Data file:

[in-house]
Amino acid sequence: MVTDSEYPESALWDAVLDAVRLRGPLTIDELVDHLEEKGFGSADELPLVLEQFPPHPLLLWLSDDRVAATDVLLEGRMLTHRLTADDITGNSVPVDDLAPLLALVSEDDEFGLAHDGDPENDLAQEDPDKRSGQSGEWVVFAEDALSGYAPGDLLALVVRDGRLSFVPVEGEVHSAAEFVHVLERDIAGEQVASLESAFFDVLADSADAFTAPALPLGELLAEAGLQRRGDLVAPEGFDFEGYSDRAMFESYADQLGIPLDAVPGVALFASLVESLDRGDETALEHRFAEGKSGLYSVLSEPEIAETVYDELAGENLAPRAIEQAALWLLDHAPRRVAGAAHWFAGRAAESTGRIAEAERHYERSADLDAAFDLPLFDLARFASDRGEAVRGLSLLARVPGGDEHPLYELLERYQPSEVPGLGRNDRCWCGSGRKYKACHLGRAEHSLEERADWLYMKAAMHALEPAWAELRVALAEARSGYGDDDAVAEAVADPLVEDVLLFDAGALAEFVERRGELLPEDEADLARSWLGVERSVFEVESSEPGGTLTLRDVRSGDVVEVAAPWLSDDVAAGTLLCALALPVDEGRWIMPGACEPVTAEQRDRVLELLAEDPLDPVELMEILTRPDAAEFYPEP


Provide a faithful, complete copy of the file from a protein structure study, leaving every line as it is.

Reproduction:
[in-house]
Amino acid sequence: MVTDSEYPESALWDAVLDAVRLRGPLTIDELVDHLEEKGFGSADELPLVLEQFPPHPLLLWLSDDRVAATDVLLEGRMLTHRLTADDITGNSVPVDDLAPLLALVSEDDEFGLAHDGDPENDLAQEDPDKRSGQSGEWVVFAEDALSGYAPGDLLALVVRDGRLSFVPVEGEVHSAAEFVHVLERDIAGEQVASLESAFFDVLADSADAFTAPALPLGELLAEAGLQRRGDLVAPEGFDFEGYSDRAMFESYADQLGIPLDAVPGVALFASLVESLDRGDETALEHRFAEGKSGLYSVLSEPEIAETVYDELAGENLAPRAIEQAALWLLDHAPRRVAGAAHWFAGRAAESTGRIAEAERHYERSADLDAAFDLPLFDLARFASDRGEAVRGLSLLARVPGGDEHPLYELLERYQPSEVPGLGRNDRCWCGSGRKYKACHLGRAEHSLEERADWLYMKAAMHALEPAWAELRVALAEARSGYGDDDAVAEAVADPLVEDVLLFDAGALAEFVERRGELLPEDEADLARSWLGVERSVFEVESSEPGGTLTLRDVRSGDVVEVAAPWLSDDVAAGTLLCALALPVDEGRWIMPGACEPVTAEQRDRVLELLAEDPLDPVELMEILTRPDAAEFYPEP